100 years of Ordnance Datum Newlyn
We’ve all heard the expression “above sea-level” to describe the height of a place or feature on land
These days, we can use satellites and precise measurements of gravity to monitor sea level. But before this was possible, sea level was measured using averages of readings taken using a device known as a tide gauge.
There are many different types of tide gauge, but their design can be quite simple, consisting of a float that sits on top of water in a tube.
There’s one tide gauge of particular importance located in an unassuming hut on the south pier in Newlyn, Cornwall. A century ago, mean sea level was recorded here over the course of six years. The reading, known as Ordnance Datum Newlyn (ODN), would mark height zero on maps in Britain for the next hundred years.
ODN and the hundred years of sea level measurements taken since then have shaped map making in Britain, as well as contributed significantly to the fields of oceanography, geology, and climate science.
ODN is the level chosen to represent zero height on maps in Britain. The heights of hills, mountains and buildings are measured as their elevation above ODN. Height data is becoming increasingly important in how move towards digital twins and three-dimensional representations in our digital maps.
Today, height data is relied on by many organisations, from emergency services knowing which specialist equipment to deploy, to the burgeoning unmanned aerial vehicle industry planning safe flight corridors. It’s also used by sustainable energy companies locating the optimum positions for solar panels and wind turbines, companies managing overhead cable routing, flood modelling, and by mobile phone networks for signal propagation with the positioning of masts. Large infrastructure projects like HS2 use height data, as do architects visualising designs. From the contour lines in OS Explorer and OS Landranger maps to the popular 3D fly through feature in OS Maps, outdoor enthusiasts also rely on height data when exploring the mountains and hills across Great Britain.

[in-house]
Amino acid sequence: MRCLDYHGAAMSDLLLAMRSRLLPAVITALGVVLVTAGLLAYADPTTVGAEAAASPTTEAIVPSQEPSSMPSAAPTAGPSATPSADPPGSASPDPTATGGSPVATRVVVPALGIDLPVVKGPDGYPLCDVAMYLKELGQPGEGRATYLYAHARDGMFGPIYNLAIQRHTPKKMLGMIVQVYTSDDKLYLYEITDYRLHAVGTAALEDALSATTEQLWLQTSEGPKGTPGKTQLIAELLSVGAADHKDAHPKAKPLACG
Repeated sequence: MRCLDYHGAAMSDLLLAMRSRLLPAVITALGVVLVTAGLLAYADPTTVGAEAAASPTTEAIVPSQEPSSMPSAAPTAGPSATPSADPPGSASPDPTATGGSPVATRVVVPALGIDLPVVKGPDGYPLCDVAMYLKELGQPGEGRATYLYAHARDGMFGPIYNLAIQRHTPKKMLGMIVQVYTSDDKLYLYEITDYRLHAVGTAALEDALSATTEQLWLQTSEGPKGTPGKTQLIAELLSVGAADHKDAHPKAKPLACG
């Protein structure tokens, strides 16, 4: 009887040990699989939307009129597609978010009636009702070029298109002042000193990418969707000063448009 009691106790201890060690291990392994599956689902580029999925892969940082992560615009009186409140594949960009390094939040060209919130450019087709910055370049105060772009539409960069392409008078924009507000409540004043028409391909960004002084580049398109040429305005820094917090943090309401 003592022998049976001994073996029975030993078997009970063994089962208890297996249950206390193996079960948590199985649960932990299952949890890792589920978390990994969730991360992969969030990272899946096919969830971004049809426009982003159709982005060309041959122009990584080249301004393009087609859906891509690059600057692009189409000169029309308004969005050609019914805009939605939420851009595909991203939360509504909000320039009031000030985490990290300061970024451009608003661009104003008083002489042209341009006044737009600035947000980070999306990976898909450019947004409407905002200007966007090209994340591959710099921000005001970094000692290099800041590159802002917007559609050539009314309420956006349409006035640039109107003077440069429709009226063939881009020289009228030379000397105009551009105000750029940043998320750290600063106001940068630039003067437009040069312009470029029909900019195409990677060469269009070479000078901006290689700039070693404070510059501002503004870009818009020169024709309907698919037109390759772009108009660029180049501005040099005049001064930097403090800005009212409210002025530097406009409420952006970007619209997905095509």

While ODN was a measurement of mean sea level in 1915-1921, it is important to note that mean sea level has changed since then, and even varies throughout Britain, depending on where you are measuring. So, while ODN was once a measurement of mean sea level, it is better to think about it as a height reference point: a measurement of sea level at a specific point in time at a precise location, that established “height zero” in the UK.
The history of the tide gauge at Newlyn reveals the fascinating evolution of levelling – the process of determining elevation – and points the way to its future. The measurement of ODN was part of a surveying campaign known as the Second Geodetic Levelling of England and Wales, which Ordnance Survey undertook from 1912-1921. This followed the First Geodetic Levelling of England and Wales, which took place over a period of 20 years from 1840 to 1860.
During the First Geodetic Levelling of England and Wales, the original ordnance datum was taken as an arbitrary one hundred feet below a benchmark on St John’s church in Liverpool. In 1844 it was decided that mean sea level would be adopted as the datum for all heights shown on Ordnance Survey maps, after successful tidal observations around the coast of Ireland were taken two years previously.